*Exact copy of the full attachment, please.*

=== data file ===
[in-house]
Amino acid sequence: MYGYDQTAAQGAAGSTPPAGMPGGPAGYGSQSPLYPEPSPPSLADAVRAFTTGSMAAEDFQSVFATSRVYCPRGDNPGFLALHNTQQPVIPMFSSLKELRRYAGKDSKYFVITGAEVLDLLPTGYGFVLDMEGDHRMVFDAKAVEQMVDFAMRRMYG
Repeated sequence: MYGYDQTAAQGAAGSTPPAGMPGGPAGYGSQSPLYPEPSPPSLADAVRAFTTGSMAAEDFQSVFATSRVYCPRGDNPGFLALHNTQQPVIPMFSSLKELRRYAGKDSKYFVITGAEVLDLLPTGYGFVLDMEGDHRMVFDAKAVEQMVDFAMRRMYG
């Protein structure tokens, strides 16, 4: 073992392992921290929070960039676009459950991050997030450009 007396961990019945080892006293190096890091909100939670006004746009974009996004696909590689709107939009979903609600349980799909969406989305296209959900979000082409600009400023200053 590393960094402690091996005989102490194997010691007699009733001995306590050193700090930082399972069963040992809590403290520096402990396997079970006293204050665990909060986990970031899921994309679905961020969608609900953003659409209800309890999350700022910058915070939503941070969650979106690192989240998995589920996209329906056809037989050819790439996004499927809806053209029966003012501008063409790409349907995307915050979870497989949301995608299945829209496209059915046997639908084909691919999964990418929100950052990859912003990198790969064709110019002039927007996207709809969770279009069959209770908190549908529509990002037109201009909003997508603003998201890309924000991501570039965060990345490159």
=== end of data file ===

[in-house]
Amino acid sequence: MYGYDQTAAQGAAGSTPPAGMPGGPAGYGSQSPLYPEPSPPSLADAVRAFTTGSMAAEDFQSVFATSRVYCPRGDNPGFLALHNTQQPVIPMFSSLKELRRYAGKDSKYFVITGAEVLDLLPTGYGFVLDMEGDHRMVFDAKAVEQMVDFAMRRMYG
Repeated sequence: MYGYDQTAAQGAAGSTPPAGMPGGPAGYGSQSPLYPEPSPPSLADAVRAFTTGSMAAEDFQSVFATSRVYCPRGDNPGFLALHNTQQPVIPMFSSLKELRRYAGKDSKYFVITGAEVLDLLPTGYGFVLDMEGDHRMVFDAKAVEQMVDFAMRRMYG
């Protein structure tokens, strides 16, 4: 073992392992921290929070960039676009459950991050997030450009 007396961990019945080892006293190096890091909100939670006004746009974009996004696909590689709107939009979903609600349980799909969406989305296209959900979000082409600009400023200053 590393960094402690091996005989102490194997010691007699009733001995306590050193700090930082399972069963040992809590403290520096402990396997079970006293204050665990909060986990970031899921994309679905961020969608609900953003659409209800309890999350700022910058915070939503941070969650979106690192989240998995589920996209329906056809037989050819790439996004499927809806053209029966003012501008063409790409349907995307915050979870497989949301995608299945829209496209059915046997639908084909691919999964990418929100950052990859912003990198790969064709110019002039927007996207709809969770279009069959209770908190549908529509990002037109201009909003997508603003998201890309924000991501570039965060990345490159």